ME

Event Tree

What are barriers?


 Barriers can be passive
 material barriers: container, dike, fence,
 behavioural barriers: Keep away from,
do not interfere with
 Barriers can be active
 Active barriers follow a sequence:
Detect Diagnose Act
 Active barriers can consist of any
combination of




Hardware
Software
Lifeware (human action, behaviour)

Examples of passive barriers


Probability of Failure
on Demand (PFD)
Dike

10-2 10-3

Fireproofing

10-2 10-3

Blast-wall or bunker
Flame or Detonation
arrestor

10-2 10-3

10-1 10-3

Examples of active barriers


1IEC

- International Electrotechnical
Commission, develops electric, electronic and
electrotechnical international standards

Pressure relief valve


Water spray, deluges, foam
systems

Probability of
Failure on Demand
(PFD)
10-1 10-5
1 10-1

Basic Process Control System

10-1 10-2

Safety Instrumented Function


(SIF) - reliability depends on
Safety Integrity Level (SIL)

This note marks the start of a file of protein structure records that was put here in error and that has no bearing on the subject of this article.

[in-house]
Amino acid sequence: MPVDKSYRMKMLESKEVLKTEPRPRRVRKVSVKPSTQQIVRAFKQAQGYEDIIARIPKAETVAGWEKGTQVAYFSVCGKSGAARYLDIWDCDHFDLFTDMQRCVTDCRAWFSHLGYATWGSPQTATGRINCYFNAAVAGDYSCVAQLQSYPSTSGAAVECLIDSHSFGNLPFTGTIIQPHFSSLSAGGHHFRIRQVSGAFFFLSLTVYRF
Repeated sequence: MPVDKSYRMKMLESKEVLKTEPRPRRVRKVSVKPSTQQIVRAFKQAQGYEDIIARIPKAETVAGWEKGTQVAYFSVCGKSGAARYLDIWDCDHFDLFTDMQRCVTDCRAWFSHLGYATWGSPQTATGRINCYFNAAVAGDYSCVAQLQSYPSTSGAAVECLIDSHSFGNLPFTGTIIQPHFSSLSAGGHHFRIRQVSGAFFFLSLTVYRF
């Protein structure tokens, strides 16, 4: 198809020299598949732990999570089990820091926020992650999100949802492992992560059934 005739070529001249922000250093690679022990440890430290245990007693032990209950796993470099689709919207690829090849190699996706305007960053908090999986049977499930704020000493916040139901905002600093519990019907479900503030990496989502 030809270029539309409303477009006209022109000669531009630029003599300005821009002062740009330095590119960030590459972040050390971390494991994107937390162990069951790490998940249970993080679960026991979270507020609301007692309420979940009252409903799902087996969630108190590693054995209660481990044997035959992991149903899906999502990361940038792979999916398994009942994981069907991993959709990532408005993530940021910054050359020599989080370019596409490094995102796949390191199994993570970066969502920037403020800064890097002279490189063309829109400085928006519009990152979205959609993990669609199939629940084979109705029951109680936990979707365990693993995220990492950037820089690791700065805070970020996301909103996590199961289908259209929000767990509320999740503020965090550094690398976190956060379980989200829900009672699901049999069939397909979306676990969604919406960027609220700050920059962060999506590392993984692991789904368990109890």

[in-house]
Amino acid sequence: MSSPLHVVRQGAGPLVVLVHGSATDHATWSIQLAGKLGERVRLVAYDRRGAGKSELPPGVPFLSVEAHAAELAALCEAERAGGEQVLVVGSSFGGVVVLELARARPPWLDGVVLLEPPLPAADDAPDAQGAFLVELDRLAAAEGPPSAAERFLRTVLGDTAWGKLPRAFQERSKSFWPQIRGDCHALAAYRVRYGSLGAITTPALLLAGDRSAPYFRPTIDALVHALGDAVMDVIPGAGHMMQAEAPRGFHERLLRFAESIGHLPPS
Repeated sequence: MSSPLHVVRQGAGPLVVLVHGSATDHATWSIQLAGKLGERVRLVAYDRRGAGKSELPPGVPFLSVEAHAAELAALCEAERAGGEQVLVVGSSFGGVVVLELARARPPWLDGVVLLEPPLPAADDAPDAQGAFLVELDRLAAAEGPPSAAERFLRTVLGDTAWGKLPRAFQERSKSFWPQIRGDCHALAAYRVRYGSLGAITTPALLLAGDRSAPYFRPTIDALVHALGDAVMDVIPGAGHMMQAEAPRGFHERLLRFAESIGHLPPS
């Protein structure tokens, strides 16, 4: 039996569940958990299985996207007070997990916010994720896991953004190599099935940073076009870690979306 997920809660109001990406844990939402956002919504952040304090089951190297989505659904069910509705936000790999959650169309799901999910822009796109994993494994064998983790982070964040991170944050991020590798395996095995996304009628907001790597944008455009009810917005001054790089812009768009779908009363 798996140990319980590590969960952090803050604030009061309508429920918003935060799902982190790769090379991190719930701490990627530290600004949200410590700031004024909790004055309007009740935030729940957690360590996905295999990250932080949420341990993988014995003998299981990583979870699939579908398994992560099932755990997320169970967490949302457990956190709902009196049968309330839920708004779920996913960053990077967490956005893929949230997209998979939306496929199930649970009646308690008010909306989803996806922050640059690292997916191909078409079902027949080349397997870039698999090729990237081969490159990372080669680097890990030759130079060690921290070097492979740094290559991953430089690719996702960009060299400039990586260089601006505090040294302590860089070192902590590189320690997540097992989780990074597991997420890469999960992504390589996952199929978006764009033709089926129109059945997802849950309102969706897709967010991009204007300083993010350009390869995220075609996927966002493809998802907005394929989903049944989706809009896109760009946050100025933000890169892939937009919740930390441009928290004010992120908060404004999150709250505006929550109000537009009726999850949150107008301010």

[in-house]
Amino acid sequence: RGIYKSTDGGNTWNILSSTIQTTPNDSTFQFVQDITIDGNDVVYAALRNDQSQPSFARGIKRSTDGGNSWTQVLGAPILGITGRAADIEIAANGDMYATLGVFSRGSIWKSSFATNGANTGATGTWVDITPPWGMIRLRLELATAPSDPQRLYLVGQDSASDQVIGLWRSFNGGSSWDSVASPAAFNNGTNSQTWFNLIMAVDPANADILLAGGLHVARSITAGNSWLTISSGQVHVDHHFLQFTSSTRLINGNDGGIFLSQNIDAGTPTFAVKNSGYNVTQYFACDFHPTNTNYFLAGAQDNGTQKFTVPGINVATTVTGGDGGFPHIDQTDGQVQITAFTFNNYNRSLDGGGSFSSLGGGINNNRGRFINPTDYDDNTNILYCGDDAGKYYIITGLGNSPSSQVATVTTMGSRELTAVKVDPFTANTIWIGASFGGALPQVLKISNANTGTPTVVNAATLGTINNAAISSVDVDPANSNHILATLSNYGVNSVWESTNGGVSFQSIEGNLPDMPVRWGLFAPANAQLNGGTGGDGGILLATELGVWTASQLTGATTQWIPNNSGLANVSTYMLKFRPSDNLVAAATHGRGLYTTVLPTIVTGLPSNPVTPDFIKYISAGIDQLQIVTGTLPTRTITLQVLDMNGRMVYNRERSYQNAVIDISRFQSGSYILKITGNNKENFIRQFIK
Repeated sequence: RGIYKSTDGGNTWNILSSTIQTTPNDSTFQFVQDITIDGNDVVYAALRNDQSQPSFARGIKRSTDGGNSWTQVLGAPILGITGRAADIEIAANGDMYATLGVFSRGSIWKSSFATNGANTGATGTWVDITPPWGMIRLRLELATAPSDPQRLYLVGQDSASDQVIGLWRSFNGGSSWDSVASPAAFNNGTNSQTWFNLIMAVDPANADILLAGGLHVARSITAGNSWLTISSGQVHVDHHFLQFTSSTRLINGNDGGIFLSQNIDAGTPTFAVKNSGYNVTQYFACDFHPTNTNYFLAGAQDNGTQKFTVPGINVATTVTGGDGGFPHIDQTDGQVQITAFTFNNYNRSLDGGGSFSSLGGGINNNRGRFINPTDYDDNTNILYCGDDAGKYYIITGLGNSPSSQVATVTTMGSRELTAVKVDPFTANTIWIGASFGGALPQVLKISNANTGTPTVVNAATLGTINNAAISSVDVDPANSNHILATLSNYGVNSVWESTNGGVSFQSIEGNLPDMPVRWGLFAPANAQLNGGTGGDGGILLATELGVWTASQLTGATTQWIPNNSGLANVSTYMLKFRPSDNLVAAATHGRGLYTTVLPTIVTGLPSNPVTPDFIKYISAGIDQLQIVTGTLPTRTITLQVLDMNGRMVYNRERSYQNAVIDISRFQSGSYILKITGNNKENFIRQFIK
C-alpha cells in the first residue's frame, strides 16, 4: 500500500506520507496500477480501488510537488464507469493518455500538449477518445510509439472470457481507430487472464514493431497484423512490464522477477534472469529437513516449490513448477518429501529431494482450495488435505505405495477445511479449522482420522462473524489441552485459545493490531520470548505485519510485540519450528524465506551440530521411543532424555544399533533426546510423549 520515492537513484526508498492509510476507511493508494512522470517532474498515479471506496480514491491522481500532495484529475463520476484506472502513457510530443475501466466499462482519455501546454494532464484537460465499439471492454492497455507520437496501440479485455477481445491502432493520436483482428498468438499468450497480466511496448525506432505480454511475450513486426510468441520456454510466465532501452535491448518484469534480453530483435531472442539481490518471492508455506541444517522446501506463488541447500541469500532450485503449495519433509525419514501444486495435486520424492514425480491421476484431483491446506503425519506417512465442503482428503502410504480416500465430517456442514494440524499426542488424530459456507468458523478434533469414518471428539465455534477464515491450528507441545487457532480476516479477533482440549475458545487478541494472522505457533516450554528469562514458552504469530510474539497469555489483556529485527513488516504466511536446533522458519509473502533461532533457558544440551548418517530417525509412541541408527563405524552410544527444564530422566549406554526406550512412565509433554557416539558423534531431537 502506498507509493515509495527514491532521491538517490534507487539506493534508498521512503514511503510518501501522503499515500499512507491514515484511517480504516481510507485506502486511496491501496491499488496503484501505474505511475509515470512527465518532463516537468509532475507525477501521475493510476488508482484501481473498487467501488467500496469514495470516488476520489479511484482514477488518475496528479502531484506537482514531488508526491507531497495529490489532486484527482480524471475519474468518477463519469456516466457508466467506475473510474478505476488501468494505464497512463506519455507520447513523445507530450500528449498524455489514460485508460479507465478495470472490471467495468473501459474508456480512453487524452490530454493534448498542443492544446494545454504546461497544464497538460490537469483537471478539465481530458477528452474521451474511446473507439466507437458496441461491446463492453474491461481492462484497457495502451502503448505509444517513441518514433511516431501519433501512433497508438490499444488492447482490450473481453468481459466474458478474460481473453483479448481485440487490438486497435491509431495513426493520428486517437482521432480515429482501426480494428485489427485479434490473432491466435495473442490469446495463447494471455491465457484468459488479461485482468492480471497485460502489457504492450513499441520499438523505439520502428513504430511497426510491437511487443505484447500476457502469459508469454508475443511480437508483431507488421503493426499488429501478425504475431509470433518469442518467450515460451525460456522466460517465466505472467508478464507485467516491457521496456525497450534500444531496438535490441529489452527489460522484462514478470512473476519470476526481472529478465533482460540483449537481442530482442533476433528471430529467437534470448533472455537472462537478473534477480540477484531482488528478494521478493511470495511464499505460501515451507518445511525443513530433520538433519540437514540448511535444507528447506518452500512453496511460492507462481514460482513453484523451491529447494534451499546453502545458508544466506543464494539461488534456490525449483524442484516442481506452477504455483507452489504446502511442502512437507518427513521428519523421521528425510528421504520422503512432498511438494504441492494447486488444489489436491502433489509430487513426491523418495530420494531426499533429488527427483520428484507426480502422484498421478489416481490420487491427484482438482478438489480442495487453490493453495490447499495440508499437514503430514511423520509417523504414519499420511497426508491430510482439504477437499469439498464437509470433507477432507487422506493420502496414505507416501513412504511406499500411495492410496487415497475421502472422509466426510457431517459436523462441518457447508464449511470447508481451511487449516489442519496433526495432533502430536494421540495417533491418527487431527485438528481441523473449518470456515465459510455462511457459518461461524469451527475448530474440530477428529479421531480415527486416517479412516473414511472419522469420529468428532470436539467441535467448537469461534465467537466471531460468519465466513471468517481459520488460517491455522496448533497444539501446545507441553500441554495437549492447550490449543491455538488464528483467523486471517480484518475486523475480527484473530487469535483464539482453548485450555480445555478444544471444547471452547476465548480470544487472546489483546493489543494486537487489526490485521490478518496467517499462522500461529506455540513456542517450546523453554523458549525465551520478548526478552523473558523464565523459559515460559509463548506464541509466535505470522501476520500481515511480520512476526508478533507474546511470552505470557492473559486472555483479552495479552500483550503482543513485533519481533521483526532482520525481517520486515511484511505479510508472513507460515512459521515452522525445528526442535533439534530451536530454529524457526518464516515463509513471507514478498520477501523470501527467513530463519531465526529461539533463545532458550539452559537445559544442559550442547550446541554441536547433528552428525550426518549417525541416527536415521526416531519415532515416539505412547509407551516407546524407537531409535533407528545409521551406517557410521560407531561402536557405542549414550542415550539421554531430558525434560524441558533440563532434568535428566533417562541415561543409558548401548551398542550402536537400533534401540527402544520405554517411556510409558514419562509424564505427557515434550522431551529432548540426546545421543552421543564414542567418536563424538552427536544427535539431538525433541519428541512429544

according to IEC1 61511

SIL 1:10-1 10-2


SIL 2:10-2 10-3
SIL 3:10-3 10-4

Human response as a barrier


 Responses can be skill-, rule-, and/or knowledge

based


Skill based: routine, highly practiced tasks and


responses
 I.e. steering a car
Rule based: responses covered by procedures and
training
 I.e. obeying traffic rules
Knowledge based: responses to novel situations
 I.e. finding the way to a new destination

 Skill- and rule based responses can be relatively fast

and reliable, knowledge based responses are slow


and not so reliable

Examples of human response


barriers
Probability of Failure on
Demand (PFD)
Human action with 10 min. response
time, simple, well documented action
with clear and reliable indication that
the action is required
Human response to Control system
warning or Alarm with 40 min. response
time, simple, well documented action
with clear and reliable indication that
the action is required
Human action with 40 min. response